You might imagine a beginning player scoring an eight on a par-four hole after hitting six good shots and then two putting for an eight. In the context of their ability, they should be ecstatic — but of course they are not (because as their playing partner reminds them) they were four-over par on that hole. The time has come for Old Man Par to retire. And retire permanently. He is killing the game.

Perceived failure

In another scenario, the beginning player scores sixty for nine holes, which is an excellent score given the short amount of time they might have spent playing the game. And yet their nine-hole score was 24-over par. How would that make you feel? Would you be encouraged or discouraged? You might imagine yourself back in school and regardless of the amount of work that you put into a given class you always receive an “F.” At some point, would you give up?

Why should every golfer be judged by the same standard when there is such inequality in their ability? The equivalent would be placing a high school freshman in a graduate-level college course, expecting that they could perform at the same level as the other graduate students. The disparity in knowledge, based on age and experience, is precisely the reason why there are different grades in school. The same disparity exists among golfers. In this case, the difference being the ability to perform on the golf course as opposed to the classroom.

What about the second group of players that now plays less than they did in the past? Could it be that they are no longer having fun playing the game?And then there is the third group, those that consider playing the game but abandon it for another sport. Could it be that they are intimidated by the scoring system, knowing that as a beginner par is an absolute impossibility?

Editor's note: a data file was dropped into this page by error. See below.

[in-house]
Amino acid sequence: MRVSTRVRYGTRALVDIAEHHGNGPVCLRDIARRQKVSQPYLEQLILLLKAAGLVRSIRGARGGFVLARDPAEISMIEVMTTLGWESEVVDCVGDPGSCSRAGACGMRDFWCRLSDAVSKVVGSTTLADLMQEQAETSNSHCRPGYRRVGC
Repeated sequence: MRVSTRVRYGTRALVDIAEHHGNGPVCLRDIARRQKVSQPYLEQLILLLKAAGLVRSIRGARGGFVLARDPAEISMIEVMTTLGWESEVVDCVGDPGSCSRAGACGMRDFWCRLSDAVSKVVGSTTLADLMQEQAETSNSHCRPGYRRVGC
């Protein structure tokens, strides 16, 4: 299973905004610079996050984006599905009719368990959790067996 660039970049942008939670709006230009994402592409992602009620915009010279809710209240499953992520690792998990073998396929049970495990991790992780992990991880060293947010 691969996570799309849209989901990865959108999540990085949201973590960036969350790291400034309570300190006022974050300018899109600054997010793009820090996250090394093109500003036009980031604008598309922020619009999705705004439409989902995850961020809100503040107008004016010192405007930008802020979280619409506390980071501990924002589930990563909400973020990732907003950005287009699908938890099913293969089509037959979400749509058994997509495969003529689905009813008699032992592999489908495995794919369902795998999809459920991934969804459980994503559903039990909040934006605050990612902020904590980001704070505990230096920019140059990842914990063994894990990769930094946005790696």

Old man par 

The legendary Bobby Jones was the first to coin, perhaps with the help of his friend O.B. Keillor, the phrase “Old Man Par.” Jones was, of course, the greatest amateur to have ever played the game. He won the Grand Slam in 1930, retiring then at the age of 28.

The time has come to retire “Old Man Par” and devise a new system for measuring a golfer’s progress in the game. I know that those in the USGA. would reject the concept immediately for fear of, and here is a $10 word used primarily by attorneys, “bifurcate” the game. What that word essentially means in this context in having more than one standard. The USGA is responsible for preserving the nature of the game, but at the same time it should be equally concerned with preserving the future of the game.

Personal par

What I would suggest is a system based on the principle of what might be termed “personal par.” This was essentially the system that was used to groom a young Tiger Woods. As a young child, he was not capable of reaching the longer holes in regulation, making par a virtual impossibility. Consequently, his coach wisely devised a system in which par was adjusted upward based on his ability at a given point in time. This served to keep the young child feeling good about his performance and subsequent progress.